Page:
Practice for Lifecoaching, Hypnotherapy & Psychodynamic Therapy

Methods and Techniques

Methods and techniques which I use......

Rational emotive therapy (RET) or
Rational emotive behavioural therapy (REBT )
As it is called nowadays , is an approach which proposes that unrealistic and irrational beliefs cause many emotional problems. REBT is a form of cognitive-behavioural therapy (CBT). The primary focus of this treatment approach is to suggest changes in thinking that will lead to changes in feelings and behaviour, thereby improving symptoms and gaining insight in your thinking, feeling and behaviour. The therapy emphasizes changing irrational thinking patterns that cause emotional distress into thoughts that are more reasonable and rational. The main purpose of REBT is to help you to replace thoughts that are, full of ‘musts’ and ‘shoulds’, with more flexible ones; part of this includes learning to accept that all human beings, including yourself are fallible and learning to increase your tolerance for frustration while aiming to achieve your goals. As a therapy, REBT is active. REBT strives to change irrational beliefs, challenge thinking, and promote rational self-talk, and various strategies are used to achieve these goals. These strategies may include: disputing irrational beliefs, pointing out how irrational it would be for you to believe you had to be good at everything to be considered a worthwhile person, reframing, situations are viewed from a more positive angle, problem solving, role-playing, modelling, and the use of humour. You may also be requested to complete certain exercises at home.

Ego state therapy is based on the premise that the personality is composed of separate parts. These parts – which everyone has – are called ego states. It is an effective and very useful approach when working with internal conflicts.

Parts Therapy is based on the concept that our personality is composed of a number of various parts, which are aspects of the subconscious. In other words, we all wear different hats. The Life Coach acts as a mediator to help clients resolve inner conflicts.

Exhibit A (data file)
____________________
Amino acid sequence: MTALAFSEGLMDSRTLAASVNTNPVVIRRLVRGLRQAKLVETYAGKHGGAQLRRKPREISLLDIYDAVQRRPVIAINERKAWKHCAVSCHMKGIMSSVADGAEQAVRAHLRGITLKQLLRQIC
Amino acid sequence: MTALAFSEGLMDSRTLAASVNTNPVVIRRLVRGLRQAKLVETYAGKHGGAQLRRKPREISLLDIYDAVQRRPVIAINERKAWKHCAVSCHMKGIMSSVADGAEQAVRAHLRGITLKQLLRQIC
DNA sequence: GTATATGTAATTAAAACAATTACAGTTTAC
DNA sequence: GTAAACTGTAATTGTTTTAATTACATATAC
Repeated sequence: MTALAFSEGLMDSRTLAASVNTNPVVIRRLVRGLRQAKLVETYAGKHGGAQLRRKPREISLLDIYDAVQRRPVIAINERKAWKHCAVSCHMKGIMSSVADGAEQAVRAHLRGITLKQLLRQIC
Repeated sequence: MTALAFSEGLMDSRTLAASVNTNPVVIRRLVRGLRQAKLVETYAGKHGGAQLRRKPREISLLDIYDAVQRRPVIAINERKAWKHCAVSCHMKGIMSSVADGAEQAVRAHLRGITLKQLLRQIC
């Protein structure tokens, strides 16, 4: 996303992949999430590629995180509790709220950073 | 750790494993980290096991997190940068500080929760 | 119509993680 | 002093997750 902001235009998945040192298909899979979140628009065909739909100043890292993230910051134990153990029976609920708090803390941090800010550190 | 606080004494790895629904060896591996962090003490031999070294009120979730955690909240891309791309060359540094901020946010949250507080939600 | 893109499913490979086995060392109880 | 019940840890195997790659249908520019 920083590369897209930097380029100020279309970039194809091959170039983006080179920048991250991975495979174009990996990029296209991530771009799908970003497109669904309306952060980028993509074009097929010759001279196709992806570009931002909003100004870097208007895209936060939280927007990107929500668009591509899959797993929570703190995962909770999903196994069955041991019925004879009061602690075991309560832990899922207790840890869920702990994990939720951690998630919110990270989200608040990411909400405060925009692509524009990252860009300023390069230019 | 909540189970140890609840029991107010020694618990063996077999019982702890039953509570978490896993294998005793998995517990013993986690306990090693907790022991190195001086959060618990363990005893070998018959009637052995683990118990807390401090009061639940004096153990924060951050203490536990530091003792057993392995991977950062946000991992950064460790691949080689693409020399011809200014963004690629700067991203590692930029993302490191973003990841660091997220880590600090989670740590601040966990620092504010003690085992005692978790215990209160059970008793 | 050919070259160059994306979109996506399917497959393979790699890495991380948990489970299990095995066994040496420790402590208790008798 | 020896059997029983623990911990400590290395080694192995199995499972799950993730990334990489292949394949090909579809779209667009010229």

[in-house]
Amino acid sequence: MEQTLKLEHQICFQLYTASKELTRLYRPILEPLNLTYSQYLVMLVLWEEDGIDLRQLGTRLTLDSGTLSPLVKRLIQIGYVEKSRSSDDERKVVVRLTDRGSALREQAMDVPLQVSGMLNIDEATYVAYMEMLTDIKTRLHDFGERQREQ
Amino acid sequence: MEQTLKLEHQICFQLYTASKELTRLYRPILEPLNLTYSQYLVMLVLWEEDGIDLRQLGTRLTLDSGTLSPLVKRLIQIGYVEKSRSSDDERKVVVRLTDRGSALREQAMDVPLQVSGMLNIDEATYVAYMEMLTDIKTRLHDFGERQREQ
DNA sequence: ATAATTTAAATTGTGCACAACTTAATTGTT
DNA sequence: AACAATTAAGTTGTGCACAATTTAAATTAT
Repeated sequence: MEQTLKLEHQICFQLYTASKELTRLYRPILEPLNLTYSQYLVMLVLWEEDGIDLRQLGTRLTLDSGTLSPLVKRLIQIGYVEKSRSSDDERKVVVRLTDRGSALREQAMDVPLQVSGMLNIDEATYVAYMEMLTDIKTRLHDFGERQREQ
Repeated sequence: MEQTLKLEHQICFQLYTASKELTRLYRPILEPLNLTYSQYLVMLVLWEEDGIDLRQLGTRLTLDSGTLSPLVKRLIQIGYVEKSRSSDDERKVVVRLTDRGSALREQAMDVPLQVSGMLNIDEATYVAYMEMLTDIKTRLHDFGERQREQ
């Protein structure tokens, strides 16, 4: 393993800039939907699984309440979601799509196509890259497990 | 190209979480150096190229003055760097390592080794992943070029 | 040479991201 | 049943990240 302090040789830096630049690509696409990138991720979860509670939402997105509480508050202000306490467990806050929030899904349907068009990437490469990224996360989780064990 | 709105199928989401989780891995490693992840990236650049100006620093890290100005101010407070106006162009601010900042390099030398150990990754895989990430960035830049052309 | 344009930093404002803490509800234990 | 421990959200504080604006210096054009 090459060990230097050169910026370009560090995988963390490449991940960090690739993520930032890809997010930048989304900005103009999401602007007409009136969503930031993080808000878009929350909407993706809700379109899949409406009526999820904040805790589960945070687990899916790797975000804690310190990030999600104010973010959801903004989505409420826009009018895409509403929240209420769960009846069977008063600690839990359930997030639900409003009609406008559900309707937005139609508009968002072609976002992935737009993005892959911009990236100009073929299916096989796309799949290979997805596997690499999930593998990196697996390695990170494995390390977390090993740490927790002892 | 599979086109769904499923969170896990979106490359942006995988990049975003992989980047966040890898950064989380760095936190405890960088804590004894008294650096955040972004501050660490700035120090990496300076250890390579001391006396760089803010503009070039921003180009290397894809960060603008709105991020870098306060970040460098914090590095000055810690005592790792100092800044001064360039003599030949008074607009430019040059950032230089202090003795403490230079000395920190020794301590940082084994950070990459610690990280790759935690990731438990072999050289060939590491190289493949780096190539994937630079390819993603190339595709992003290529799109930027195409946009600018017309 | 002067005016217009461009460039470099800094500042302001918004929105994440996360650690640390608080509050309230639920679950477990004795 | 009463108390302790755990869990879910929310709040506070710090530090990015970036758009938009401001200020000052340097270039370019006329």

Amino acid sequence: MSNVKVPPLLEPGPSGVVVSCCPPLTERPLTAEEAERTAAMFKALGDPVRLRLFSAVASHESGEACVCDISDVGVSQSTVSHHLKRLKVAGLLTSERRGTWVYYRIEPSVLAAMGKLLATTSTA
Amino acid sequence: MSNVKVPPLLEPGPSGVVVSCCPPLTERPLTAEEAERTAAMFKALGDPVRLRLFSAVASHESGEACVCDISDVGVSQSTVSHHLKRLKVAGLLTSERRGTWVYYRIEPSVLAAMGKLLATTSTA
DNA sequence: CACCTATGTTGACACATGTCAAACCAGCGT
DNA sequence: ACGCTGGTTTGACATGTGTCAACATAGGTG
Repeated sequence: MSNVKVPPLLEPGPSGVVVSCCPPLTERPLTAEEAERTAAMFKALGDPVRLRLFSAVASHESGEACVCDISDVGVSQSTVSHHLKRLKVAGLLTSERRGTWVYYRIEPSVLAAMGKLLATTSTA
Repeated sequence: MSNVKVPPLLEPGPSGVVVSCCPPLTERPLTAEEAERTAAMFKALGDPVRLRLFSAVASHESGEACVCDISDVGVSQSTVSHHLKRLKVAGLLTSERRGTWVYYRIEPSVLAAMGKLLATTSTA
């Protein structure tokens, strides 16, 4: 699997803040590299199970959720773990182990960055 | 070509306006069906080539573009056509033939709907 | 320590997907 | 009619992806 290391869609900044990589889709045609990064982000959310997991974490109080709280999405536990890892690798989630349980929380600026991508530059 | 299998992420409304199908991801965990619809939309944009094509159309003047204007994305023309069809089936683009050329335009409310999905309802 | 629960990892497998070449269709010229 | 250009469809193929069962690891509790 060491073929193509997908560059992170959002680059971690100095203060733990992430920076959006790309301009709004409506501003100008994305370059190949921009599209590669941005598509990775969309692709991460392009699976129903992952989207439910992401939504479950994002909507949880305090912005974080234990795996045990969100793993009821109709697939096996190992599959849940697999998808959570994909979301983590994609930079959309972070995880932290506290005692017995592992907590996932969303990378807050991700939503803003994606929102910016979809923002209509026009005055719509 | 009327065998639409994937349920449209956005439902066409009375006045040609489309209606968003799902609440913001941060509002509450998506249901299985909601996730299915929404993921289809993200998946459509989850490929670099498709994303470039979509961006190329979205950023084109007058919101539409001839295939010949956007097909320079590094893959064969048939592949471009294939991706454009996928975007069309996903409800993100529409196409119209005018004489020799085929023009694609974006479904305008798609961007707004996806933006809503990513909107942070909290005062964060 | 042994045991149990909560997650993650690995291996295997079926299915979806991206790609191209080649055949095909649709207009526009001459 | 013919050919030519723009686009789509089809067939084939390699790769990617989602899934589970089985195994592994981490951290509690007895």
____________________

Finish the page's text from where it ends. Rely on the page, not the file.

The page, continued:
Sub-personalities are parts of us that have grown from the beliefs we have about ourselves and life. They have formed in us as we were growing up from what was modelled for us from our Parents mostly and how we were treated and the experiences we had as children. Each belief we have splits in two and creates two opposing sub-personalities or parts. We can become aware of them if we begin to listen to the things we say to ourselves and also through watching our behaviour. They can begin to run our life on many levels, if we let them.

Transactional Analysis is developed by Eric Berne, MD (d.1970). Transactional analysis is a method that (among other things) analyses our everyday communication - why do we say things we say, how do we say them and what made us say that. It uses simple words such as child, parent and adult (these are the names of the three ego states in TA) to describe seemingly complicated processes in our mind. The therapy enables clients to become aware of these components of their individual personality, and to understand in which ego state they are functioning in their interactions (transactions) with other people. The goal is to help clients change feelings and behaviours that were formed in childhood that now hinder their development. “I'm OK - You're OK” is probably the best-known expression of the purpose of transactional analysis: to establish and reinforce the position that recognizes the value and worth of every person.

Working with the Inner child
Working with the inner child is for people who want to find clarity on the source of unhealthy patterns, tensions and discontent. People who see therapy as a way to let grow their consciousness and inner peace. The concept of the 'inner child' stands for unfinished emotions and feelings from our younger years. It stands for essential aspects of our being, like trust, innocence and spontaneity that have been damaged or suppressed in our childhood years. Besides pleasure we have also had our painful experiences as a child. Or experiences that were even too threatening to be able to process feelings at all. No matter how small we were, having these painful feelings we came to beliefs and learn survival strategies about life, our life. Beliefs like ´I´m not allowed to be here´ or ´I have to do it on my own´ or ´I´m not being heard´ or ´I´m not good enough´. At such a moment a part of us got stuck with such a negative belief that it didn't grow any further. However in our adult life we think we are, this stuck little piece in us still projects its movie inside our brain and is still living in survival mode.

Psychodrama employs guided dramatic action to examine problems or issues raised by an individual. Using experiential methods, sociometry, role theory, and group dynamics. Psychodrama facilitates insight, personal growth, and integration on cognitive, affective, and behavioural levels. It clarifies issues, increases physical and emotional well being, enhances learning and develops new skills.